Industry, not war licked the Great Depression…

February 21, 2009

(Copyright 2009)

“Government of Wall Street and by Wall Street and for Wall Street must not parish from this earth”, to paraphrase, no parody, Abraham Lincoln.

It seems, especially to hear the Republicans tell it, but also so many others, the primary bench mark we must look at each week day to judge our nation’s viability is the Dow.

It’s down again, the reports stream in, therefore everything President Barack Obama just did or said is for naught.

Excuse me for bringing the is up, but were not those movers and shakers and traders the ones who by their actions and the results and interpretations of those actions the ones who inflated the bubble so hugely that it finally burst?

And Wall Street is really just a generic title. Bank of America, at one time, maybe still, the largest financial services institution in the world, is headquartered in Charlotte, N.C. Some worry that the bad assets from its Merrill Lynch acquisition, among other things, may pull it under (it could already in reality be insolvent, but then again, as we are finding out, nearly any business can be without the wider public knowing till it’s too late). And please, I have no idea whether it is solvent or not. I only know what I read on the web and the Wall Street Journal, traditional paper edition, when I get to the public library.

Bank of America is Bank of America in name only; it sold out years ago (okay was acquired). The name was kept, I suppose, for “brand recognition”, as the marketers and merger people call it.

It began in 1904 in San Francisco, founded by an Italian immigrant, who named it Bank of Italy. One story I read claimed he was able to rescue his cash from the rubble of the 1906 earthquake and fire and set up banking on a couple of wooden planks.

I knew a guy who took a Junior College banking course and upon completion went to work for Bank of America. I mentioned something about A.P. Giannini, the founder of Bank of America. “Never heard of him” he said, with a blank look on his face. (I had in conversation admitted to this guy that journalism did not pay well. This time he looked super puzzled: “why are you doing it?” he asked. No true journalist could have come up with a more obvious and at the same time probing question. I had no real answer).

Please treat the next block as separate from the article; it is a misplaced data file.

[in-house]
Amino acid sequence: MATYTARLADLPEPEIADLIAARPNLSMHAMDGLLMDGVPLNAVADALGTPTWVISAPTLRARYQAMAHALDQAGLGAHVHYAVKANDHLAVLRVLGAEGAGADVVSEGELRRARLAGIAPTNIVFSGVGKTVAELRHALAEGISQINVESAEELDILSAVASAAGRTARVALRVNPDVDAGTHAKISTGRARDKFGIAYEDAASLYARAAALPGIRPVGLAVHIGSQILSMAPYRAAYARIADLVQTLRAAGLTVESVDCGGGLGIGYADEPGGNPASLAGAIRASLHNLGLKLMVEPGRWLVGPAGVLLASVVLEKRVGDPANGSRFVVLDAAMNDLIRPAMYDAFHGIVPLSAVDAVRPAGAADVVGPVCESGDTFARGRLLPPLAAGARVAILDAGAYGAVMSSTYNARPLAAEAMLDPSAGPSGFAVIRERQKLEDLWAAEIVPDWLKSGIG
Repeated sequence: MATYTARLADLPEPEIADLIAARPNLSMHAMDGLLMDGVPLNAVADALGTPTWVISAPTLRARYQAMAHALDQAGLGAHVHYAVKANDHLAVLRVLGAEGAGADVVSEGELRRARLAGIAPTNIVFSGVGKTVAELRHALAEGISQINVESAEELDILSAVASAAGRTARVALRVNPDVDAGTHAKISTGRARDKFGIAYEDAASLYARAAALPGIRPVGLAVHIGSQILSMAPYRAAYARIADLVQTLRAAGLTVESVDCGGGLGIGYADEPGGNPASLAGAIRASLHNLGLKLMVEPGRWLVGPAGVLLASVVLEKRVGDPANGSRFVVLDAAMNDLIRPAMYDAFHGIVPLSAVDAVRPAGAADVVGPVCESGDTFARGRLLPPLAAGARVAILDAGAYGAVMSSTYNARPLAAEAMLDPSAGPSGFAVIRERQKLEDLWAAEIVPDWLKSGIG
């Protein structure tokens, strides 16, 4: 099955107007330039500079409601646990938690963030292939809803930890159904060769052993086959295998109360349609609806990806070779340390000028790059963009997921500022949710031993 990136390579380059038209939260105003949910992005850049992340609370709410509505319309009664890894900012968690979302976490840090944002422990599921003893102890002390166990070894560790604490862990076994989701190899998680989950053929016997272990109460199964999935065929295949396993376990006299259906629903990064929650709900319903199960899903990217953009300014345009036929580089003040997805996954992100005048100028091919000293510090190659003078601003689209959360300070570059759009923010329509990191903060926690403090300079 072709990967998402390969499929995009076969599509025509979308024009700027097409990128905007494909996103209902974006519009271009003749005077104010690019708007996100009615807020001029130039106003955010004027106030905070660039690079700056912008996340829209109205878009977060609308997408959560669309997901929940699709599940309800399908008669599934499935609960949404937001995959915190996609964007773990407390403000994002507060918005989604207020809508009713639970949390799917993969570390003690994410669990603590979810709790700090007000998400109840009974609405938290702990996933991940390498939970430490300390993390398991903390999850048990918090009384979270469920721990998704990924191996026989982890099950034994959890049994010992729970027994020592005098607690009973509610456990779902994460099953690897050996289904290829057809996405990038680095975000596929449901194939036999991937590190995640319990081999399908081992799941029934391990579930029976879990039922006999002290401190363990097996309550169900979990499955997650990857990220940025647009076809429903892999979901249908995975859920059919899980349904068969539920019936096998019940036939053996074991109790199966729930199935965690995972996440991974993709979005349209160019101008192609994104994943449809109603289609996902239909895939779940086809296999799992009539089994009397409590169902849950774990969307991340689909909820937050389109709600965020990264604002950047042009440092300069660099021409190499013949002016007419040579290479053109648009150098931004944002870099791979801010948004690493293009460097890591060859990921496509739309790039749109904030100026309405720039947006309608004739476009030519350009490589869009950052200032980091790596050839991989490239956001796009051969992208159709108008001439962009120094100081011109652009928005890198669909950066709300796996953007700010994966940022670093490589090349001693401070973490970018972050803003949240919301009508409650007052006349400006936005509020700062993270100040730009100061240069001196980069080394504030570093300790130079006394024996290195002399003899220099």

But back to the problem of the failure of our economy and more specifically our banking industry:

Maybe the federal government needs to become the bank for awhile (isn’t it already?) and bypass Wall Street altogether. While preserving capitalism, maybe we need to work out a new business model.

Or, again, maybe the free market will sort this one out too eventually. If the big banks or the majority of them (not to mention small ones) are really insolvent (if the truth be known, as is often hinted in news stories and blogs), could they not be replaced by now smaller entities or even potentially larger ones who are independent of the Wall Street crowd as the source of capital?

I read in my local newspaper that one regional bank in my area never took part in all those subprime loans and therefore does not hold all that bad debt. I don’t know whether it has accepted federal bailout money, nonetheless – I would hope not.

I think at first everyone thought that some extraordinary emergency action, such as that started in the last desperate days of the Bush administration, could head off the disaster and we could all go back to business as usual. Such was not the case.

Bush, although he would end up being blamed for all the troubles just like Hebert Hoover was before him, would have done better to simply make sure that all investors were protected from bank failures up to the insured amounts and that financial scams were prosecuted and left it at that. But judging by his haste to do a 180-degree turn from traditional capitalism to state-run socialism, he either felt public pressure (and had legacy worries) or just a lot of pressure from cronies who said, do anything, just save our money and our way of life (or give us new money).

Meanwhile, although I realize he is politically committed otherwise, Obama would do better to concentrate on making sure the unemployed are offered benefits, health care is reformed, and education and job training prioritized.

At the same time, emergency infrastructure projects should be pushed forward to forestall such things as bridge failures. And there is nothing wrong with incentives to promote green industries. And along those lines, all industries. What we need is employment.

(Bailing out the failing auto industry is a mistake. We need an auto industry, but not a failing one, and funding the existing model will just prolong the agony. Please let a new more nimble and open-minded crowd of capitalists take over. As for big labor. You won’t have jobs unless there is healthy industry – leave it at that.)

Perhaps many thought there would be some utopia where all the smart people would invest money in money, rolling over dollars, not to produce products and services and employment, but to simply increase account balances.

Certainly people should be able to invest in anything they want to (and hooray for compound interest), but as long as the only incentive is to invest in interest on interest we will push ourselves toward a world where all the dollars one can earn will be worth very little, because people won’t be working to produce products and services and improving or even maintaining the infrastructure.